• Just because it doesn’t look like a weed doesn’t mean that it’s not a weed. 
    • One of the challenges I had in one of the areas was determining if something was actually a weed or part of the landscaping because they looked similar. After close examination and checking our neighbor’s landscaping, I realized it was a weed.  Here’s the thing- we must be careful to know what’s a weed and what’s actually supposed to be planted in us.  Looks can be deceiving.  In a world that is constantly telling us what we need to have, who we should be, and what we should look like, if we aren’t sure what should be rooted in us (and what shouldn’t be rooted in us) and what that looks like- we’ll be horribly confused. 
  • You must be committed to the weeding process.
    • As much as I’d love to think that I’m done with the weeding, I know that’s not the case.  It’s an ongoing process that I must be committed to if I want our yard to not just look healthy, but to BE healthy.  Likewise- we must be committed to the difficult process of weeding in our own lives.  What weeds and other things need to be uprooted in our life to ensure that we are living the life that God has called us to live?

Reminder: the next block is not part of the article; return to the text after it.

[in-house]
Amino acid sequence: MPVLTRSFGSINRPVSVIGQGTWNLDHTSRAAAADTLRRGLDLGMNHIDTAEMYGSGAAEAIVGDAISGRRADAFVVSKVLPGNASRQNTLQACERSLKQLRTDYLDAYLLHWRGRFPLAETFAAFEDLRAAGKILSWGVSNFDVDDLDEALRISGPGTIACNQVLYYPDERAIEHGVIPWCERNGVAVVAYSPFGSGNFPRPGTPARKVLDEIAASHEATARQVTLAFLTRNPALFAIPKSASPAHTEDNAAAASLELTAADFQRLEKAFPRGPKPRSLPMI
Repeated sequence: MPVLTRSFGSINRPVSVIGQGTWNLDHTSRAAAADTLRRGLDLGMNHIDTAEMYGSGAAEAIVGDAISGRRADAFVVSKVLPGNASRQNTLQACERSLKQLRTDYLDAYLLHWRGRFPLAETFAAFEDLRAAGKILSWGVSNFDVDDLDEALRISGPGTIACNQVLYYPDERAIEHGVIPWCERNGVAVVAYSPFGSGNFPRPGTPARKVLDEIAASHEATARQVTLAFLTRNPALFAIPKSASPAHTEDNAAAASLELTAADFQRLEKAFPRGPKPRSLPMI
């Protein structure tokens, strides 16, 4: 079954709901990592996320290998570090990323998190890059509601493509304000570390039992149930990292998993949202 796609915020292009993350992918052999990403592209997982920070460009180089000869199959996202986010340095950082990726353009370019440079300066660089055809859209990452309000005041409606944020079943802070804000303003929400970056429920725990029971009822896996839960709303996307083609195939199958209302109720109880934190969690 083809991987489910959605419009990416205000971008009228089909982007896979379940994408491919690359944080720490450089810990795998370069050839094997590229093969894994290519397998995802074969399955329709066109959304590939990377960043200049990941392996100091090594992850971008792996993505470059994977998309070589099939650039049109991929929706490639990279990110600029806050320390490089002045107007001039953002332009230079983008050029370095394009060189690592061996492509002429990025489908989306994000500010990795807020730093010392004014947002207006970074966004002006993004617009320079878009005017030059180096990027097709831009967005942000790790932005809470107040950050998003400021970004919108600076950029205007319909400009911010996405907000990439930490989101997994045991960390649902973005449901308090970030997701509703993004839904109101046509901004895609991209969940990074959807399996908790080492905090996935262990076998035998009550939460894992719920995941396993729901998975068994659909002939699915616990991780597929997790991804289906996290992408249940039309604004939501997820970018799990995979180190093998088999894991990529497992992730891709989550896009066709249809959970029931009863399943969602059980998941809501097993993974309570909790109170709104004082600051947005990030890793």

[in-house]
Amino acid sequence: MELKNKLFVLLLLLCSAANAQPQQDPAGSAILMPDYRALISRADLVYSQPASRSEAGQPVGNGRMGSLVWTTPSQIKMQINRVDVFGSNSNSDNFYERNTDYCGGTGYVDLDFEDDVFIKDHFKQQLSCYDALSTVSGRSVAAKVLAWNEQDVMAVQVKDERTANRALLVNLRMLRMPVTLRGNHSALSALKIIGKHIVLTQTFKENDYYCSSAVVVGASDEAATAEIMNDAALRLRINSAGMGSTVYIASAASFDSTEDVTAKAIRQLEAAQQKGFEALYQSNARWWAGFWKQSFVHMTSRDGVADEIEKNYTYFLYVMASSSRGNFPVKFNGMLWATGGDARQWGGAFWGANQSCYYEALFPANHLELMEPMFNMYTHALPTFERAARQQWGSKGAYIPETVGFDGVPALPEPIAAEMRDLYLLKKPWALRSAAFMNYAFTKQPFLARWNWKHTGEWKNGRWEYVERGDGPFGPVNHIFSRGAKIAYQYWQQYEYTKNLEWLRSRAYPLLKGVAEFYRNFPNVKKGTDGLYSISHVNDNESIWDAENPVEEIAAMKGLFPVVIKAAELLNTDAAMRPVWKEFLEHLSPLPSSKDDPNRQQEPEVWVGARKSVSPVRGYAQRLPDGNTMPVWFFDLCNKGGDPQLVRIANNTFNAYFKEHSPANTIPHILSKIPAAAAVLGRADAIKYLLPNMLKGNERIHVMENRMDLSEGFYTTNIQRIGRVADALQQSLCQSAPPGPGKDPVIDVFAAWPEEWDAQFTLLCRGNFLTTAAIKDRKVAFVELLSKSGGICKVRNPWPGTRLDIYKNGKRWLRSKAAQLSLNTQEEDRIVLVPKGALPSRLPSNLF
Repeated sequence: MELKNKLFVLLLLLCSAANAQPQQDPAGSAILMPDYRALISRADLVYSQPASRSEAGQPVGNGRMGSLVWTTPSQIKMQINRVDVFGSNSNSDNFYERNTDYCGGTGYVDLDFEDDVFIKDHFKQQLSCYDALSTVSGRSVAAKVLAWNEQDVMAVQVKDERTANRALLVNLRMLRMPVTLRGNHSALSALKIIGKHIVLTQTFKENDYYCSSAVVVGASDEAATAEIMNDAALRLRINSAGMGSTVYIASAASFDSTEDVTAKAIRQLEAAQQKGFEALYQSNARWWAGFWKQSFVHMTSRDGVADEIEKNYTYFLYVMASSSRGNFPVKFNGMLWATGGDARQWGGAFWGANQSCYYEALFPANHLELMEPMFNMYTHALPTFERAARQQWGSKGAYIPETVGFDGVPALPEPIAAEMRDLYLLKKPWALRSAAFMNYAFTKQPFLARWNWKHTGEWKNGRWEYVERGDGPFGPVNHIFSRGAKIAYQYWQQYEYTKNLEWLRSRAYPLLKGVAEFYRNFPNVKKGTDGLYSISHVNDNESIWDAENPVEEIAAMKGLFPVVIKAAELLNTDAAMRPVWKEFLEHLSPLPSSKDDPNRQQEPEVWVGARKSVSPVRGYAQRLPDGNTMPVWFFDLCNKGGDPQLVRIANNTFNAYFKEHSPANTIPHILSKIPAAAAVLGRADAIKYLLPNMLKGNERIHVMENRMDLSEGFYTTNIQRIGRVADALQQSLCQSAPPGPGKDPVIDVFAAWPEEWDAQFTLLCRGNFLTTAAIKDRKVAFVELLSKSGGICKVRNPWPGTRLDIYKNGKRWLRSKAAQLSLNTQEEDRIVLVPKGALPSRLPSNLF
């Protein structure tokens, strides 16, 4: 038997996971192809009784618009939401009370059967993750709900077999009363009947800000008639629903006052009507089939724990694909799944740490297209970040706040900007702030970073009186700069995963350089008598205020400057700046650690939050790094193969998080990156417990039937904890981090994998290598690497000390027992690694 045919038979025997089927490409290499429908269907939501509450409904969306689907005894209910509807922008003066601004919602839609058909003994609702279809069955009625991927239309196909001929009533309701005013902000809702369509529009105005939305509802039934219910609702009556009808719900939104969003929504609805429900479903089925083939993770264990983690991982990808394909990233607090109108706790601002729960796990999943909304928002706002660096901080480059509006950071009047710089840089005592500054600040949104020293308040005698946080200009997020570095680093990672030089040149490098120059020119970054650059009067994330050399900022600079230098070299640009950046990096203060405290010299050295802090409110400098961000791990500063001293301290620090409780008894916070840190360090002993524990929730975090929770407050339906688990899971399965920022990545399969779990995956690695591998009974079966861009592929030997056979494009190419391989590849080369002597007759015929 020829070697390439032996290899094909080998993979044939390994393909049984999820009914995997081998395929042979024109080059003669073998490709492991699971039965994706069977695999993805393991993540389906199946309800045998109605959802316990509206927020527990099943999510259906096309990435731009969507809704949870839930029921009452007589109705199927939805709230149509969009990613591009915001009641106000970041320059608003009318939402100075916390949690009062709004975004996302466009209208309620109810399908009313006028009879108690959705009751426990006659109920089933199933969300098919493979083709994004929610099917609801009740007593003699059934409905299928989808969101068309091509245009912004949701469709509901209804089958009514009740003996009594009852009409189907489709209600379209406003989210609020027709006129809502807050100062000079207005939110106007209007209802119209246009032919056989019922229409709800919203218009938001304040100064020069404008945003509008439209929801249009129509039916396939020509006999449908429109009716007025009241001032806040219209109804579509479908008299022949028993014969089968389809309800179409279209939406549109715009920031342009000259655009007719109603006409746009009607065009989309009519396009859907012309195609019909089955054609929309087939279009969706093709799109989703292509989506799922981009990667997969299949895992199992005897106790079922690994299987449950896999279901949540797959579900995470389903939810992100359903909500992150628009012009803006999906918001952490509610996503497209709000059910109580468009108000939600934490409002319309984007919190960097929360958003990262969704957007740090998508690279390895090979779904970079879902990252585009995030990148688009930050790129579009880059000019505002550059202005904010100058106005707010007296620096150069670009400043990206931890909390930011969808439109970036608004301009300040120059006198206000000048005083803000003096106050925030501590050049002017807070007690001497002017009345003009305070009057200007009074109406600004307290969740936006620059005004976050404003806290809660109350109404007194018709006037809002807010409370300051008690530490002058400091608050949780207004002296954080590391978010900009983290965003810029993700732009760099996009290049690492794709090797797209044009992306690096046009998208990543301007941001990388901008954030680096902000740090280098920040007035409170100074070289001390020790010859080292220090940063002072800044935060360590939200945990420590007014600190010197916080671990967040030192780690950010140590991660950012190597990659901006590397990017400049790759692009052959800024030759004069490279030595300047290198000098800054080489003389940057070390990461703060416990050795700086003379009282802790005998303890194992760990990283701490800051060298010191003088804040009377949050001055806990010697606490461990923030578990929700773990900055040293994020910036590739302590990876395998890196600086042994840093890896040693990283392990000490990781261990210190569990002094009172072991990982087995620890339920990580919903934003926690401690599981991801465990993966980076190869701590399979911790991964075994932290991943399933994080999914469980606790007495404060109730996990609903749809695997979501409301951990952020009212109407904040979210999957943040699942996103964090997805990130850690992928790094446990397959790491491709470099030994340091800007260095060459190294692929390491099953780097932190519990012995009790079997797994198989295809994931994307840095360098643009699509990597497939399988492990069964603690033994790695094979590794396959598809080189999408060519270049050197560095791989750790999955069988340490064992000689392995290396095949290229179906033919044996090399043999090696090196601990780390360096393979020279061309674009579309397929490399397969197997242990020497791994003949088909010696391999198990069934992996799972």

While I can’t say that I enjoyed the weeding, I’m grateful for the heart check that God gave me during the process.  If I desire to bear much fruit in 2016, I’ll have to undergo and endure the weeding process.

“I am the true vine, and my Father is the gardener. He cuts off every branch in me that bears no fruit, while every branch that does bear fruit he prunes so that it will be even more fruitful.” -John 15:1-2 NIV

Until next time…

Peace and Blessings…


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8 months.

“Now death where is your sting
Our resurrected King has rendered you defeated

Forever, He is glorified
Forever, He is lifted high
Forever, He is risen
He is alive
He is alive”